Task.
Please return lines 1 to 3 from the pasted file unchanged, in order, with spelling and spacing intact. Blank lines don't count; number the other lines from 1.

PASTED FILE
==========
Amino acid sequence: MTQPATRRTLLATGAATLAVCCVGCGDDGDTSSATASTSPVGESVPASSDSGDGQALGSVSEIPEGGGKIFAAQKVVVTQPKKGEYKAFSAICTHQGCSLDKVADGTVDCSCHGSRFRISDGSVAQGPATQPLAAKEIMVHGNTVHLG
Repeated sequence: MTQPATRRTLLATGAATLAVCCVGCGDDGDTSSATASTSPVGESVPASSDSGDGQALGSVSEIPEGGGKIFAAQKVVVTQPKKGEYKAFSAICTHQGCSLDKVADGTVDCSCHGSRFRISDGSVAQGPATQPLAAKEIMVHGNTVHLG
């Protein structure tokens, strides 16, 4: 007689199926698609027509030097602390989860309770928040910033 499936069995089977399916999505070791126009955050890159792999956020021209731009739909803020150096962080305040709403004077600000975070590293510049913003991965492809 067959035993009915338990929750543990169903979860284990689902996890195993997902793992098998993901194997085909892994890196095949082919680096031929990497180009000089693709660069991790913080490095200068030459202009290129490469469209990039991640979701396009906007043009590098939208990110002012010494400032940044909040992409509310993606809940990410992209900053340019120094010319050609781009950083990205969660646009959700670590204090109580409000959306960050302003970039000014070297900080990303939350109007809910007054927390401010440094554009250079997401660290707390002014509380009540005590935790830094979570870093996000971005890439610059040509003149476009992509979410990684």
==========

Amino acid sequence: MTQPATRRTLLATGAATLAVCCVGCGDDGDTSSATASTSPVGESVPASSDSGDGQALGSVSEIPEGGGKIFAAQKVVVTQPKKGEYKAFSAICTHQGCSLDKVADGTVDCSCHGSRFRISDGSVAQGPATQPLAAKEIMVHGNTVHLG
Repeated sequence: MTQPATRRTLLATGAATLAVCCVGCGDDGDTSSATASTSPVGESVPASSDSGDGQALGSVSEIPEGGGKIFAAQKVVVTQPKKGEYKAFSAICTHQGCSLDKVADGTVDCSCHGSRFRISDGSVAQGPATQPLAAKEIMVHGNTVHLG
């Protein structure tokens, strides 16, 4: 007689199926698609027509030097602390989860309770928040910033 499936069995089977399916999505070791126009955050890159792999956020021209731009739909803020150096962080305040709403004077600000975070590293510049913003991965492809 067959035993009915338990929750543990169903979860284990689902996890195993997902793992098998993901194997085909892994890196095949082919680096031929990497180009000089693709660069991790913080490095200068030459202009290129490469469209990039991640979701396009906007043009590098939208990110002012010494400032940044909040992409509310993606809940990410992209900053340019120094010319050609781009950083990205969660646009959700670590204090109580409000959306960050302003970039000014070297900080990303939350109007809910007054927390401010440094554009250079997401660290707390002014509380009540005590935790830094979570870093996000971005890439610059040509003149476009992509979410990684």